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By  Angela Davies Sophie Schmidt 11 September 2023 5 min read

Key points

  • The Southern Ocean plays an important role in absorbing carbon dioxide from the atmosphere.
  • We’ve been collecting air from Antarctica with our research partners for the past 30 years.
  • These air samples reveal how efficiently the Southern Ocean is absorbing carbon dioxide from the atmosphere.

Did you know that air samples taken from Antarctica can tell us about the health of our planet?

This winter, we asked our Bureau of Meteorology (Bureau) colleagues based at the Casey and Mawson stations in Antarctica to collect some air samples for us. In fact, they’ve been doing this every year since 1990. The samples provide us with a continuous set of observations. They are used by the international science community to build a full picture of our atmosphere and how it’s changing.

Bureau Technical Officer Clare Ainsworth was based at Casey Station, also home to a small wooden hut called Mabel. Inside Mabel is a special laboratory. This is where Clare completed the careful task of filling glass flasks with air.

The Bureau of Meteorology's Clare Ainsworth says that the data CSIRO collects is critical to understanding the impact of humans on the planet. Image: AAD.

"It's a privilege to be part of this program, knowing the data CSIRO collects is critical to understanding the impact of humans on the planet," Clare says.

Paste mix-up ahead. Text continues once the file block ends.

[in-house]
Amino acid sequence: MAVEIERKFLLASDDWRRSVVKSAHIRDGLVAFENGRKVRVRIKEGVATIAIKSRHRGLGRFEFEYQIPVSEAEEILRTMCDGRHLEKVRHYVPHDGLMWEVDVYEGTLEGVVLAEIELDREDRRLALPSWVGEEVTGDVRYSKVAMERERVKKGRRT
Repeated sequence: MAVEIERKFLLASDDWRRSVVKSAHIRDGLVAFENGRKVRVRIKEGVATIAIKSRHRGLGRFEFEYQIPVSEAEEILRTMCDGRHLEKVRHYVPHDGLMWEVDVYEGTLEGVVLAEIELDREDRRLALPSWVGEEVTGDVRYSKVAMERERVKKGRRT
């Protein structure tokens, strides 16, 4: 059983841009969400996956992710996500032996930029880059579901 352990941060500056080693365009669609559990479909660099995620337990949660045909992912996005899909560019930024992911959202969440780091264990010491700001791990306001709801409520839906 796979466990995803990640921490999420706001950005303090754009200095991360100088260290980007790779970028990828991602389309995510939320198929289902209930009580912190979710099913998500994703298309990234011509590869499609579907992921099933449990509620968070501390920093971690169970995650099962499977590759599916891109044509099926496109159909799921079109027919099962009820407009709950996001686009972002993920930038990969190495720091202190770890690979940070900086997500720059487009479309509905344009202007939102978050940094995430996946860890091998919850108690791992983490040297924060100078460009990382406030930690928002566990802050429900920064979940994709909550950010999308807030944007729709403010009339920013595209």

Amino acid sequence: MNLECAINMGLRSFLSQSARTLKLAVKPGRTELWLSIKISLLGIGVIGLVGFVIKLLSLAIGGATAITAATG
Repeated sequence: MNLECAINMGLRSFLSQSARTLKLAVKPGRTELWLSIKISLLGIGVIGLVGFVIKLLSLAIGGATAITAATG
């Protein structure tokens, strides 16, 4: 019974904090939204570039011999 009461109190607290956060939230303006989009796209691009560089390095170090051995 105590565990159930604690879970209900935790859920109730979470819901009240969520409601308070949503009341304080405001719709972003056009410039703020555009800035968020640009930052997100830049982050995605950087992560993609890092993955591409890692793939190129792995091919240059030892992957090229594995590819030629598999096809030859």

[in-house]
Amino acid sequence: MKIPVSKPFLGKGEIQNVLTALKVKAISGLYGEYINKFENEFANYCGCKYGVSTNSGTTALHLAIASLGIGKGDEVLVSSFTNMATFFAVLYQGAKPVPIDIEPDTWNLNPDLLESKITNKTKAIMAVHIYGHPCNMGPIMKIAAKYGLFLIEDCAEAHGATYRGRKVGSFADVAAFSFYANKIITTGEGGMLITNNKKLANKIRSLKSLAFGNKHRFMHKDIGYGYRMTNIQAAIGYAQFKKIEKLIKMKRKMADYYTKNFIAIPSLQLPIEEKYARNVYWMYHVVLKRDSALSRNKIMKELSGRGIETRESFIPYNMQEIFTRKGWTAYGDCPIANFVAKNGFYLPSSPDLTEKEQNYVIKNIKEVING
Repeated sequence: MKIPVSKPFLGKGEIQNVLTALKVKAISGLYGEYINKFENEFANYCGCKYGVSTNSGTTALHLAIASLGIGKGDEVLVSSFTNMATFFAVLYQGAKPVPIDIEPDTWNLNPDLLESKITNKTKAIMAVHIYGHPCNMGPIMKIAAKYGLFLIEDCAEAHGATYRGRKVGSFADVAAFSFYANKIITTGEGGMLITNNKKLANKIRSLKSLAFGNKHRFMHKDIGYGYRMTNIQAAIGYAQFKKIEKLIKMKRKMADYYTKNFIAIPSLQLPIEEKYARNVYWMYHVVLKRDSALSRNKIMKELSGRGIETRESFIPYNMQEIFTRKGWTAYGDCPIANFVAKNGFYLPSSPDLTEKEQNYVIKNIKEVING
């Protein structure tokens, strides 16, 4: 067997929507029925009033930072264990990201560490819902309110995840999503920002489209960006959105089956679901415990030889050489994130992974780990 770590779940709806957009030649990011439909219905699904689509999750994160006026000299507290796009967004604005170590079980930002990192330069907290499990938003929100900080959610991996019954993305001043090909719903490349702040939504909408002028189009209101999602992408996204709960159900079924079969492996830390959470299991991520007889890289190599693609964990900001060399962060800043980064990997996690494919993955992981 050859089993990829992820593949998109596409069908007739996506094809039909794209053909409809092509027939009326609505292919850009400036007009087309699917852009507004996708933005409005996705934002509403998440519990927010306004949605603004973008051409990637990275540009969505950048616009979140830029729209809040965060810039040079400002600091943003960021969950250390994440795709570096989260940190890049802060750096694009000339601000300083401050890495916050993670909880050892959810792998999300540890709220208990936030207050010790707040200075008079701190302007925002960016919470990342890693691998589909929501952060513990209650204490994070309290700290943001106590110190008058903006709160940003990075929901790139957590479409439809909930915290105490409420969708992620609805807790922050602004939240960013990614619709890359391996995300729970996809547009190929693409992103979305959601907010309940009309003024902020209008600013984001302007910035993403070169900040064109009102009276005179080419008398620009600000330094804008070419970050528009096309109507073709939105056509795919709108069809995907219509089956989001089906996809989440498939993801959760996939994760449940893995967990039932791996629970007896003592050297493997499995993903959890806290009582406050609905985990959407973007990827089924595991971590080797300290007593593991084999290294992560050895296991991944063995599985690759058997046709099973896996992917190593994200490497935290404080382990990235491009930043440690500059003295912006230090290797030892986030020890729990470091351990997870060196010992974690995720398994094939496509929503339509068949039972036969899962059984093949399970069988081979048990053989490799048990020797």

"To be stationed here for a year is a long time away, especially from the children in my life  but the separation is a little easier knowing that I'm contributing to a big picture that we need to understand if we are to give them a sustainable future."

The samples collected at Mabel, like those at Macquarie Island and Mawson stations, are stored in special hard cases. These are then shipped once a year back to our GASLAB in Victoria. On home soil we analyse the samples for trace gases, including carbon dioxide, methane, nitrous oxide, hydrogen, and sulfur hexafluoride.

Ahead of each Antarctic season, we send back new empty flasks to our Bureau colleagues. And our scientific collaboration goes on.

The air flask collaboration at Casey Station has taken place over the last 30 years. Image: AAD.

Monitoring shifts in our atmosphere

The air samples collected in Antarctica form an important part of our monitoring network. This includes samples taken at Kennaook/Cape Grim in the northwest part of Tasmania. We’ve been jointly collecting air flasks at Cape Grim since 1978. However, the air flask work at Casey Station only started in 1996.